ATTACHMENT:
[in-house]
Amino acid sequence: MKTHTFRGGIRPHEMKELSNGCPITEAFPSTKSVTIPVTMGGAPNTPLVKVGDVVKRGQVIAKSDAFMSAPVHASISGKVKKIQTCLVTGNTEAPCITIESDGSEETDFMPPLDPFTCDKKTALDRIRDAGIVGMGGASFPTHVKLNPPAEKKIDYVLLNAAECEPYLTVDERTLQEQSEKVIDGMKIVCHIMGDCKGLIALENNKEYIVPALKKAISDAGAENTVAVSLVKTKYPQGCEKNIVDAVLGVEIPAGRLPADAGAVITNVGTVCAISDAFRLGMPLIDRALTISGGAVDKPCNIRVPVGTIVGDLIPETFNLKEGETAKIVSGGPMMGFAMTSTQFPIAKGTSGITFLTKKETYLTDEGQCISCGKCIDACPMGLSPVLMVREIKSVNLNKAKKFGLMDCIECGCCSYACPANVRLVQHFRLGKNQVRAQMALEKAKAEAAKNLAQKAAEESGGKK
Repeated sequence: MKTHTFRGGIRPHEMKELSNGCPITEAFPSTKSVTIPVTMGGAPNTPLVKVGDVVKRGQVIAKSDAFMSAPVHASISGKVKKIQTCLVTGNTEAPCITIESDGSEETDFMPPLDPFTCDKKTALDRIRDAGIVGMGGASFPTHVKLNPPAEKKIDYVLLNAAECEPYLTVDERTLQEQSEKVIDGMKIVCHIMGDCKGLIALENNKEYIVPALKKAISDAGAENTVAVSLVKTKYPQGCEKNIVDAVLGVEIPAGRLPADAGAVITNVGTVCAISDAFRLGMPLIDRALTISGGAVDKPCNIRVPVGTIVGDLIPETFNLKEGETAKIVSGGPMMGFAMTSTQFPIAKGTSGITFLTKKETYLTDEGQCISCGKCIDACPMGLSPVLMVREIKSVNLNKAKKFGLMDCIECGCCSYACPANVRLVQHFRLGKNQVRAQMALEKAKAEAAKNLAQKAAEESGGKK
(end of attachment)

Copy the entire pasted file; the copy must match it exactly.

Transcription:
[in-house]
Amino acid sequence: MKTHTFRGGIRPHEMKELSNGCPITEAFPSTKSVTIPVTMGGAPNTPLVKVGDVVKRGQVIAKSDAFMSAPVHASISGKVKKIQTCLVTGNTEAPCITIESDGSEETDFMPPLDPFTCDKKTALDRIRDAGIVGMGGASFPTHVKLNPPAEKKIDYVLLNAAECEPYLTVDERTLQEQSEKVIDGMKIVCHIMGDCKGLIALENNKEYIVPALKKAISDAGAENTVAVSLVKTKYPQGCEKNIVDAVLGVEIPAGRLPADAGAVITNVGTVCAISDAFRLGMPLIDRALTISGGAVDKPCNIRVPVGTIVGDLIPETFNLKEGETAKIVSGGPMMGFAMTSTQFPIAKGTSGITFLTKKETYLTDEGQCISCGKCIDACPMGLSPVLMVREIKSVNLNKAKKFGLMDCIECGCCSYACPANVRLVQHFRLGKNQVRAQMALEKAKAEAAKNLAQKAAEESGGKK
Repeated sequence: MKTHTFRGGIRPHEMKELSNGCPITEAFPSTKSVTIPVTMGGAPNTPLVKVGDVVKRGQVIAKSDAFMSAPVHASISGKVKKIQTCLVTGNTEAPCITIESDGSEETDFMPPLDPFTCDKKTALDRIRDAGIVGMGGASFPTHVKLNPPAEKKIDYVLLNAAECEPYLTVDERTLQEQSEKVIDGMKIVCHIMGDCKGLIALENNKEYIVPALKKAISDAGAENTVAVSLVKTKYPQGCEKNIVDAVLGVEIPAGRLPADAGAVITNVGTVCAISDAFRLGMPLIDRALTISGGAVDKPCNIRVPVGTIVGDLIPETFNLKEGETAKIVSGGPMMGFAMTSTQFPIAKGTSGITFLTKKETYLTDEGQCISCGKCIDACPMGLSPVLMVREIKSVNLNKAKKFGLMDCIECGCCSYACPANVRLVQHFRLGKNQVRAQMALEKAKAEAAKNLAQKAAEESGGKK